Tuesday, October 28, 2008

6 Random Things About Myself

I got tagged by both Gyppo Byard and Kevin Musgrove, for which I feel very honoured. At first it worried me in the same way that chain letters worry me, but it seems that it's just harmless fun. I’ve got to “reveal six random things about myself”. In what sense of the word “random” they are random if they’ve been chosen by me, I am unsure, but here goes:

1: I painted my toenails scarlet

(Or: I painted my toenails, Scarlet... if you’re reading this). This follows on from one of Gyppo’s random facts. I did it at a party, for a laugh, but it was just a few days before I was due to travel to India for a friend’s wedding. The friend was at the party and said “Please, in the name of Lord Krishna, remove that nail varnish; many people will see your feet at my wedding and they will think that in England I associate with eunuchs”.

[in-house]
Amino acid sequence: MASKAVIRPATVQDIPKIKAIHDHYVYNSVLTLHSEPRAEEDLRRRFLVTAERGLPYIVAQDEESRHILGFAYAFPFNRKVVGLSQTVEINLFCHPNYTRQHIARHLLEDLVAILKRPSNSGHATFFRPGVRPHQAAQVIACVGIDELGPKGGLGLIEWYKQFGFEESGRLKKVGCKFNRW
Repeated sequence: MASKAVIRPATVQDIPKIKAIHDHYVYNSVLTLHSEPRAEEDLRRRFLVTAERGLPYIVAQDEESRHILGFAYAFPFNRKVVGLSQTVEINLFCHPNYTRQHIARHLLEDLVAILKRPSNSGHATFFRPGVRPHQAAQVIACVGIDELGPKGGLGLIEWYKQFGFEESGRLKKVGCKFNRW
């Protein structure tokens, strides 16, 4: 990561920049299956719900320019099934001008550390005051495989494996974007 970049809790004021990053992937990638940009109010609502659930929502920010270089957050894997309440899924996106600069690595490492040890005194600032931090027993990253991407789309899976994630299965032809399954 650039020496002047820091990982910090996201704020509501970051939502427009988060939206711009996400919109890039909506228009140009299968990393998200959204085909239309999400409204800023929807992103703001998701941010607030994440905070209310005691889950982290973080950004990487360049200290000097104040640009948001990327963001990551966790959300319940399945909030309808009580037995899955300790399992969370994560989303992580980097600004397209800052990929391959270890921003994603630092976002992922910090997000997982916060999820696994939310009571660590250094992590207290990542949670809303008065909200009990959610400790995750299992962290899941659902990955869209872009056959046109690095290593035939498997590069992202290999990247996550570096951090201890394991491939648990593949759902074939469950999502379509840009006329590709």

2: I got a Blue Peter badge

The circumstances surrounding its acquisition are too painful to recall, but I was in my mid-30s at the time and by then had come to sufficient understanding that the camera doesn’t love me, and vice versa. But I couldn't get out of it.

3: My dad used to write articles for Mayfair

A discussion at Gorilla Bananas’ place reminded me of this. They were about steam trains, racing cars, weapons and stuff like that, in the days when “men’s magazines” were supposed to of general interest to men. He had a stack of them in his study, though I suspect that I was the only one that dog-eared them. (I still don’t know if he ever knew that I knew about them!)

4: I’ve had Electroconvulsive Therapy